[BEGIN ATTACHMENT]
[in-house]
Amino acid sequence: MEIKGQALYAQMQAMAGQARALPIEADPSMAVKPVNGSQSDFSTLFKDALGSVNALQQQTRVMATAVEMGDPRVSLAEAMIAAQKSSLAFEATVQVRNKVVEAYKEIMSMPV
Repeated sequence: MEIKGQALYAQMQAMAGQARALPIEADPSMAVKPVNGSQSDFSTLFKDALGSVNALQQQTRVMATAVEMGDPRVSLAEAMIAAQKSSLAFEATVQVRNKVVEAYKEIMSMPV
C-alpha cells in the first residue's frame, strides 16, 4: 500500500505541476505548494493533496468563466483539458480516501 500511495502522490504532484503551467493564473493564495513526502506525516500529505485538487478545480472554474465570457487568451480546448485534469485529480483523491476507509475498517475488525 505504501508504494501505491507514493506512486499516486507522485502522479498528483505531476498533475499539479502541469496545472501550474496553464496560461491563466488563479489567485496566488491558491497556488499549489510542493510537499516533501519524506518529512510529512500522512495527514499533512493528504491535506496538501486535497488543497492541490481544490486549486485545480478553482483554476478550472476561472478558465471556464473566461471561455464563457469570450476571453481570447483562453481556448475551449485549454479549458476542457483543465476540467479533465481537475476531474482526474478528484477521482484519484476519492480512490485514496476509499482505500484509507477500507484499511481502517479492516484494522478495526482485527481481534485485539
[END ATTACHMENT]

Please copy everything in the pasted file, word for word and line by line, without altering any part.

[in-house]
Amino acid sequence: MEIKGQALYAQMQAMAGQARALPIEADPSMAVKPVNGSQSDFSTLFKDALGSVNALQQQTRVMATAVEMGDPRVSLAEAMIAAQKSSLAFEATVQVRNKVVEAYKEIMSMPV
Repeated sequence: MEIKGQALYAQMQAMAGQARALPIEADPSMAVKPVNGSQSDFSTLFKDALGSVNALQQQTRVMATAVEMGDPRVSLAEAMIAAQKSSLAFEATVQVRNKVVEAYKEIMSMPV
C-alpha cells in the first residue's frame, strides 16, 4: 500500500505541476505548494493533496468563466483539458480516501 500511495502522490504532484503551467493564473493564495513526502506525516500529505485538487478545480472554474465570457487568451480546448485534469485529480483523491476507509475498517475488525 505504501508504494501505491507514493506512486499516486507522485502522479498528483505531476498533475499539479502541469496545472501550474496553464496560461491563466488563479489567485496566488491558491497556488499549489510542493510537499516533501519524506518529512510529512500522512495527514499533512493528504491535506496538501486535497488543497492541490481544490486549486485545480478553482483554476478550472476561472478558465471556464473566461471561455464563457469570450476571453481570447483562453481556448475551449485549454479549458476542457483543465476540467479533465481537475476531474482526474478528484477521482484519484476519492480512490485514496476509499482505500484509507477500507484499511481502517479492516484494522478495526482485527481481534485485539